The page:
By Cris Gray
One day I was watching the classic John Hughes movie Ferris Bueller’s Day Off. I love John Hughes movies: Pretty in Pink, The Breakfast Club, Sixteen Candles. They were the foundation of my adolescent years, and my childhood crush on Molly Ringwald forever conditioned me to have a Pavlovian love of cute, red-headed girls. But John Hughes movies have almost no black people in them. The Breakfast Club is all about kids in Saturday detention at a high school, and not one black kid is in detention! When I was coming up in the 1980s, our detention hall was almost exclusively black kids. The times I got detention, I felt like a white collar criminal who had been thrown into the general pop with some straight up killers at the state penitentiary.
“What are you in detention for, nerd?” said the muscled 16-year-old with the Billy Dee Williams mustache and Michael Jackson jheri curl.
“Umm… I kept laughing in class,” I said, hugging my violin case like a security blanket.
“Laughing? They sent you here for laughing??”
“Yeah. I guess.”
“What were you laughing ‘bout?”
I told him how I had seen our overweight, former Miss Florida beauty queen english teacher stuffing Chips Ahoy cookies in her mouth in between classes. While teaching, her front teeth were stained with chocolate and I couldn’t stop laughing when I looked at her. She told me to stand up and tell the class what was so funny. I did. I got detention.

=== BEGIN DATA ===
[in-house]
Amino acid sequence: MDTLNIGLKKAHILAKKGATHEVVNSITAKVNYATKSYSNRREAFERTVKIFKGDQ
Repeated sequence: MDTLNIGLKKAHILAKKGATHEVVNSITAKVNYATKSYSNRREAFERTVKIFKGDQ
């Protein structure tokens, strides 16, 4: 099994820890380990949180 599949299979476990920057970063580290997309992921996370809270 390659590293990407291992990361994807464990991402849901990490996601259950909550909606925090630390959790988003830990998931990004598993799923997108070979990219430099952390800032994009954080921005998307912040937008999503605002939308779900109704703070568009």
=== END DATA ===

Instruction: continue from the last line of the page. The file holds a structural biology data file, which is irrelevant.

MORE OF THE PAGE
“What did you do to get detention?” I said.
“I whipped some nerd’s ass who played the violin.”
So, like I said, no black kids in detention in John Hughes’s world? In Ferris Bueller’s Day Off there are some nameless characters of color. There’s the school nurse who comes and gets Ferris’s girlfriend, Sloane, from class. There are the black and Latino valets who take Cameron’s Ferrari on a joy ride. Then, during a parade in the middle of Chicago where Ferris jumps on a float and starts singing Twist and Shout by the Isley Brothers, an entire troupe of random black people come out of nowhere and begin a choreographed dance routine!
I’ve been to Chicago. I have family in Chicago. Like Atlanta, Chicago has a ton of black people. Go down to the south and west side of Chicago and see what I mean. In those parts of the city, you’d wonder if there were any white people in Chicago. But in John Hughes movies there are virtually no ethnic people. I wondered what would happen if these were really the only few black people in Chicago? They would have to know each other. They probably were family or at least lived in the same section of town! They’d have to just so they could get together and practice the dance choreography so they’re all ready at any moment to break it out if some white kid starts singing classic Motown tunes.
What would their conversations be like?
The school nurse would get home. Her son, the valet, would be there.
“Hey, baby. How was your day?”
“Jose and I got to drive a classic Ferrari today!”
“Really? It took both of you to park it?”
“Umm… yeah. I was afraid Jose would scratch it so I rode with him.”
“Mmm hmmm,” she said.